Was my mother a robber in a past life? We grappled with this notion during a debate over lunch on the difference between destiny and karma. I say they are polar opposites. Destiny is a belief in inevitability, in a grand scheme. Karma on the other hand, is a cycle of cause and effect: good deeds attract good luck, bad deeds bring punishment. My Buddhist mother, a believer in reincarnation, argued they’re one and the same. Behaviour in this life determines the outcomes – her destiny – in her next. “I have been burgled seven times,” she said. “I must have been a robber in a past life.”
This tripped us into a consideration of Christianity – the difference between Anglicanism, which is broadly destiny-based, and Catholicism which is more karmic. We talked about current world conflicts and the bending and stretching of belief systems: armies of men decimating peaceful communities in the belief it is their destiny to create states in their own image. The political response is imbued with paradoxical notions of karma: a fear of intervention in case it invites reprisals, and an imperative to offer humanitarian help – to do unto others as you would have them do unto you.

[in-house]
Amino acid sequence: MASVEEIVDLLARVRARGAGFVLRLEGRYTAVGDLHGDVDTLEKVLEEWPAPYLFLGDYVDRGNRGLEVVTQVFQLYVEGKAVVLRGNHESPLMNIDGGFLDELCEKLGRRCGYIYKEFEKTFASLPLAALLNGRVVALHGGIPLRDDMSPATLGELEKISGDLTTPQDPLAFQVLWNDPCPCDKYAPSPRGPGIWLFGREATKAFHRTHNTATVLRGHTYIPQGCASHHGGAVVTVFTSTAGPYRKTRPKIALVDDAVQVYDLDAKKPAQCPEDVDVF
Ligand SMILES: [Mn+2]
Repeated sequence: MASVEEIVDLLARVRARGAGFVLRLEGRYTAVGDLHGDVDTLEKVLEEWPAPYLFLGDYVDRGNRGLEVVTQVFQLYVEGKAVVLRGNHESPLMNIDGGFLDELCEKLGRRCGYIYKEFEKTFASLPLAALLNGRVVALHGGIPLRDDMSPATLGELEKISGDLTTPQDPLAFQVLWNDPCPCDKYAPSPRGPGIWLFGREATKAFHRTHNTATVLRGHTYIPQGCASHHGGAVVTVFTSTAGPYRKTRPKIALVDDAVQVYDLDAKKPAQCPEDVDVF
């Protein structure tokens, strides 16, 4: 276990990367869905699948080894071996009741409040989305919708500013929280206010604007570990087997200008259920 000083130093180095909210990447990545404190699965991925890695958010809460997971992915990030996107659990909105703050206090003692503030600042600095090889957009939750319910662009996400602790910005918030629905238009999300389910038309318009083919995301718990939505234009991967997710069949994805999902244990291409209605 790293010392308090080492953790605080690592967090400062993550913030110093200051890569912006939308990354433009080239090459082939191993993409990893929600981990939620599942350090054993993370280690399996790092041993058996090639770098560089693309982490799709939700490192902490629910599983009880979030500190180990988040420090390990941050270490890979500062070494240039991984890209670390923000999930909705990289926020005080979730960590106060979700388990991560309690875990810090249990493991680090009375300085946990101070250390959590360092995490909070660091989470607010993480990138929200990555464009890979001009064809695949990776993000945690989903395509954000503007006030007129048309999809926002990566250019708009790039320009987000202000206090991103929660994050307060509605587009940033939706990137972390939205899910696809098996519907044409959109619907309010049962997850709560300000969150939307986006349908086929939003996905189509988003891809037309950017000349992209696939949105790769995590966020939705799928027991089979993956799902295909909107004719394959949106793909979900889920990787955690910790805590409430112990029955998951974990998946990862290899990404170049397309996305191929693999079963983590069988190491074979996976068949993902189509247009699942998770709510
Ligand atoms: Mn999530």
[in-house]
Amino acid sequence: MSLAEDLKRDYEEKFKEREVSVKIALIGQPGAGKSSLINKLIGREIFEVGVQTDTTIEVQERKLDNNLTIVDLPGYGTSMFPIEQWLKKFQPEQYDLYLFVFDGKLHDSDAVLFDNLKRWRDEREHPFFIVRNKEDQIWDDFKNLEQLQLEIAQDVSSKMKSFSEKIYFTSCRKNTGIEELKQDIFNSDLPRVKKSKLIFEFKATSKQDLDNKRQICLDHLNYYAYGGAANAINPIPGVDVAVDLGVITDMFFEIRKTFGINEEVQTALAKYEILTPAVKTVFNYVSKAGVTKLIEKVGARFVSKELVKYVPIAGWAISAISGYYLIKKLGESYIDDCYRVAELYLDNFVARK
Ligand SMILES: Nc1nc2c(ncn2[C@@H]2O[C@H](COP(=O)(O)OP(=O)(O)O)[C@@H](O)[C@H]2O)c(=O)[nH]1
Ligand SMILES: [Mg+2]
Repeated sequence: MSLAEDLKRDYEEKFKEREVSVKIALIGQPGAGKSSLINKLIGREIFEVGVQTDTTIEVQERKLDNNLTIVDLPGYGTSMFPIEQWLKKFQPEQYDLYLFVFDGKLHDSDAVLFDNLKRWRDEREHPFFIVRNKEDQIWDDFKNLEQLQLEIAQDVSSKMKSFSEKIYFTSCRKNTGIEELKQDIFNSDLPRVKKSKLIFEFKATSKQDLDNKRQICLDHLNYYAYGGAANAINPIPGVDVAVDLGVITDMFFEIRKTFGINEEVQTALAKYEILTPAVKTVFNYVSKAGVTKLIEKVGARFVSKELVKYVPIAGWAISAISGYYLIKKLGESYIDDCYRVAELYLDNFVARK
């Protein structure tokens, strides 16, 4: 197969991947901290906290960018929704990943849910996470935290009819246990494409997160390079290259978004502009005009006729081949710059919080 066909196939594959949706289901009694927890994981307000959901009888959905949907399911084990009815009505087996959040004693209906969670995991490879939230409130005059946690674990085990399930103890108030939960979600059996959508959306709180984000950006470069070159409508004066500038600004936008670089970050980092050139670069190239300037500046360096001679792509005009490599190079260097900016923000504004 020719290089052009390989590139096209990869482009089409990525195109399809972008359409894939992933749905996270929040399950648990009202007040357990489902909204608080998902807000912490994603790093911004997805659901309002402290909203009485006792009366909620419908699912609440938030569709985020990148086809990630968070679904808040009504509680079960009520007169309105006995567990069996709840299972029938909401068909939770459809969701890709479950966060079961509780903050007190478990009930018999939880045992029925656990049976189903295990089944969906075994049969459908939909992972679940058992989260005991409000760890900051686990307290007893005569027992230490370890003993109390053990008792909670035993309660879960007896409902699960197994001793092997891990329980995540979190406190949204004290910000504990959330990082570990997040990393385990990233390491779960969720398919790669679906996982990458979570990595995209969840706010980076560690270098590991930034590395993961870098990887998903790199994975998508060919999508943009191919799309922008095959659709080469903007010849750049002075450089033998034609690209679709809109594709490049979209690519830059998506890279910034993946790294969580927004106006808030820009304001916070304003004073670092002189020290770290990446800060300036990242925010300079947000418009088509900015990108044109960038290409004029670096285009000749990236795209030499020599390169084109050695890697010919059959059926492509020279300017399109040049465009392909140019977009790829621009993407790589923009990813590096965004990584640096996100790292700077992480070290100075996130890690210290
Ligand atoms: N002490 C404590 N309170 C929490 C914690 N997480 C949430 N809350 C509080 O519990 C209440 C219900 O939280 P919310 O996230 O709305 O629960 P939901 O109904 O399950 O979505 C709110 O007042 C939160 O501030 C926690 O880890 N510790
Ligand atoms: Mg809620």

Our personal belief systems don’t just shape our politics and our private behaviours: they affect our work. In literature, the writer’s viewpoint will often colour or inform a text both unwittingly and deliberately. Academics cite evidence of CS Lewis’s Christianity in The Lion, The Witch and The Wardrobe, and the magic realist writer Salman Rushdie faced death threats for The Satanic Verses, a novel referring to prayers to the pagan goddesses of Mecca . I have ordered books of short stories by both writers, and it will be interesting to see what our Tricycle Readers group makes of them.
As for the difference between destiny and karma, I leave you with the Oxford online dictionary definitions so you may analyse the grey area between them for yourselves: